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Parents in Ireland waiting longer than ever to send children to school, data shows

Older starting age will result in more students being 19 or 20 when completing Leaving Cert

Parents in Ireland are waiting longer than ever to send their children to school, new figures show.

While the age of junior infants has been steadily increasing over the past 20 years, the trend has accelerated in recent times.

The proportion of children aged four or under starting primary school, which includes junior and senior infant classes, has fallen from 46 per cent in 2002 to just under 17 per cent in 2022, a record low, according to Department of Education statistics.

One of the key factors behind the change is the introduction of the free preschool year in 2010 and its expansion to two years in 2016.


Children may avail of the free preschool scheme from the ages of three up to 5½.

Under school enrolment laws, children in Ireland may be enrolled at primary school from the age of four and must start formal education by the age of six.

Ireland differs from the majority of EU countries, where most children are not admitted to school until they reach six or older.

In Nordic countries such as Finland and Sweden, for example, primary school starts at the age of seven.

The later starting age means most children starting school nowadays will be 19 when they finish secondary school and there will be a growing proportion of 20 year-olds finishing second level.

Another factor leading to the older age profile of school-leavers is the growth of transition year – or fourth year – which is optional for students.

Since its introduction, the uptake of transition year has increased significantly to the point where it is now offered in almost all post-primary schools.

The number of students entering transition year has been rising in recent years with student update up from 35 per cent in the 1994/1995 school year to 80 per cent in the current 2023/24 school year.

This older age profile of children in education is one of the factors behind the Government’s decision to extend child benefit up to the age of 19.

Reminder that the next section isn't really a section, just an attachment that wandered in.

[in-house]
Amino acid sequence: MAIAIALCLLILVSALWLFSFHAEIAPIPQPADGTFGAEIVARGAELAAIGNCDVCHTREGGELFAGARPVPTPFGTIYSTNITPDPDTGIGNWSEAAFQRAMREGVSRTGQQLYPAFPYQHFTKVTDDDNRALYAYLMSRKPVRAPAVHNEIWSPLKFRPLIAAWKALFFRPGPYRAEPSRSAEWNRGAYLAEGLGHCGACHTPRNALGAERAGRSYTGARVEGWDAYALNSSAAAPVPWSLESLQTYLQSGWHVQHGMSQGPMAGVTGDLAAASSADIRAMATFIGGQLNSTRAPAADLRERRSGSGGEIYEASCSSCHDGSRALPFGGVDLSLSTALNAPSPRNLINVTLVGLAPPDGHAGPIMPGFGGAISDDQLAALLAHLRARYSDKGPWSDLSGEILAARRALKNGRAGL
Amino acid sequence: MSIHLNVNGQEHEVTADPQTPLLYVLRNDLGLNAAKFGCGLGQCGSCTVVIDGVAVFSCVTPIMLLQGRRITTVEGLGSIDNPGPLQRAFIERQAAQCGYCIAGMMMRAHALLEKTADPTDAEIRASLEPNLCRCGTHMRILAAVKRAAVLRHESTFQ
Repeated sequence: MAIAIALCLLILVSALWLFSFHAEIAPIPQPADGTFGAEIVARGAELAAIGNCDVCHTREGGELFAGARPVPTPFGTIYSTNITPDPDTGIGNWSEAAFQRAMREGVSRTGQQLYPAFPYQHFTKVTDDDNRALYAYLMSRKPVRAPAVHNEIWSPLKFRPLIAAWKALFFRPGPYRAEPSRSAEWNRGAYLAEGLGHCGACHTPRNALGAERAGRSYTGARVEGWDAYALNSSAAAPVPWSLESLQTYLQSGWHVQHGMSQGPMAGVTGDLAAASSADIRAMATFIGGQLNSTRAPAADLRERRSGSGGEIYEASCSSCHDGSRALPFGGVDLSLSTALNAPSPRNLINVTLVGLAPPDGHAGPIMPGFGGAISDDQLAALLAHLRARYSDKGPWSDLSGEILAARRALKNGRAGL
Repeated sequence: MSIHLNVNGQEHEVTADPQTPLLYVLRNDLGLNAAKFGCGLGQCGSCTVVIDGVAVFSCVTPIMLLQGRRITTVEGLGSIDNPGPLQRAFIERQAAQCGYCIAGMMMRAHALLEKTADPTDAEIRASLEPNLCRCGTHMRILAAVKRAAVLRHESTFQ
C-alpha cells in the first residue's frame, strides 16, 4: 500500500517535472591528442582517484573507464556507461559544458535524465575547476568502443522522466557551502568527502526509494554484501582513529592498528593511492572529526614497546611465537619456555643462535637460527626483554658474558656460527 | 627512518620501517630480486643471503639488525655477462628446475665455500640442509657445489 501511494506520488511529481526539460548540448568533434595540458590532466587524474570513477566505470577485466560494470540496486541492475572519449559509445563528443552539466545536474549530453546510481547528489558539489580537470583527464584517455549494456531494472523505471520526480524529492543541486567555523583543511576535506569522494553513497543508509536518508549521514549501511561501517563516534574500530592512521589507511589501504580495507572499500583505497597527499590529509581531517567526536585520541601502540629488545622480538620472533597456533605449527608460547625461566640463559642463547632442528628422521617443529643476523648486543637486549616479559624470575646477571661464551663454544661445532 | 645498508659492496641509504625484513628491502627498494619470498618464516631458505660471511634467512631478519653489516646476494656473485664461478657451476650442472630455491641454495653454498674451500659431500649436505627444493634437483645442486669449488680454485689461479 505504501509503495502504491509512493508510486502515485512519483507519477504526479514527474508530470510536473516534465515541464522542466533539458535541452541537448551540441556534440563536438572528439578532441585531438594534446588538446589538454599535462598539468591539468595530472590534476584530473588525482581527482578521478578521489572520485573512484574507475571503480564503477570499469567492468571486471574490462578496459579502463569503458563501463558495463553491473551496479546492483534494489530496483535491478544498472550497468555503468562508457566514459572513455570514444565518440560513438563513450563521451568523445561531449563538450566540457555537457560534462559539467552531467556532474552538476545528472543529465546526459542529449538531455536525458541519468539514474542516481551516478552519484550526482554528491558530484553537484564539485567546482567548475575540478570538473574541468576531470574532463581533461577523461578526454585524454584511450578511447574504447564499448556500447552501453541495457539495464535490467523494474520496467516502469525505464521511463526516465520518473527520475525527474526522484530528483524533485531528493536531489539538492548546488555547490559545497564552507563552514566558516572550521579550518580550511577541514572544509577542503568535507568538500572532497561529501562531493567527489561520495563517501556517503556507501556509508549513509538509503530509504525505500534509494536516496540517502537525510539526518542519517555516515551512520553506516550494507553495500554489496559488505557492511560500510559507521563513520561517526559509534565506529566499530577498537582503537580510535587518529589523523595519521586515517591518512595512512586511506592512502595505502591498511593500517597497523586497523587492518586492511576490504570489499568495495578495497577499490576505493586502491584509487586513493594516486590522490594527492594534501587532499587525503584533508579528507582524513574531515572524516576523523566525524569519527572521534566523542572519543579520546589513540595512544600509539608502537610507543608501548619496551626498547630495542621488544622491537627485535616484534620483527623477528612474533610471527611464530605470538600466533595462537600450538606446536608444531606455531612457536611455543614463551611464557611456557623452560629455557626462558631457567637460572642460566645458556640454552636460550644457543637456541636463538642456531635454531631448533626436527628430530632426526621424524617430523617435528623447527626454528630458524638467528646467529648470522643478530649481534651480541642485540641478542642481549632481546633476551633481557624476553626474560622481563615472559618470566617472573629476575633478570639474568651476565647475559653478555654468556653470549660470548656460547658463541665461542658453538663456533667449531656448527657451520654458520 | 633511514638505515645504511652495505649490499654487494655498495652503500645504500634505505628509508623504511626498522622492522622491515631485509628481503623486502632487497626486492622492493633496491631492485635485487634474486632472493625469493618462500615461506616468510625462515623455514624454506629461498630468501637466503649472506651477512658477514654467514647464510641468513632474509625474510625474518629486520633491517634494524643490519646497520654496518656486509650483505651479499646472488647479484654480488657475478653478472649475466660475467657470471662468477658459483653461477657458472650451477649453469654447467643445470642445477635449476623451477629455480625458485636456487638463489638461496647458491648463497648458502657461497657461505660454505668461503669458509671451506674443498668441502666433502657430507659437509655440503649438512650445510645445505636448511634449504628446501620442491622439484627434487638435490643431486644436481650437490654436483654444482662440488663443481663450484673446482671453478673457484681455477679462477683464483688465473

Minister for Social Protection Heather Humphreys recently secured Cabinet approval to introduce the changes.

It means that since May 1st, child benefit is being paid to anyone up to the age of 19 who is in full-time education or who has a disability.

It is estimated the measure will benefit about 60,000 children annually.

Ms Humphreys has said that any family currently out of payment – but whose child is over 18 and in full education or has a disability – will have that payment reinstated.

In the coming weeks, the Department of Social Protection will begin communicating directly with families that will benefit from this measure.

As the measure comes into effect in May, there will be no payment for any intervening period up to May 2024.

Parents or guardians do not need to reapply if the child is in full-time education and the department holds a current education certificate.

The payment will be reactivated from this month as long as the certificate is valid and payment will continue for as long as a valid education certificate is in place or the child turns 19, whichever comes first.

If the child turns 18 after May 2024, child benefit will automatically be extended to either the 19th birthday or the expiry date of the current certificate.

In cases where the education certificate expires before the 19th birthday, a new education certificate will be issued to the parent/guardian before it expires. This must be completed and returned to allow payment of child benefit to resume.

The department said it would contact a parent/guardian directly if they needed to provide an updated education certificate.

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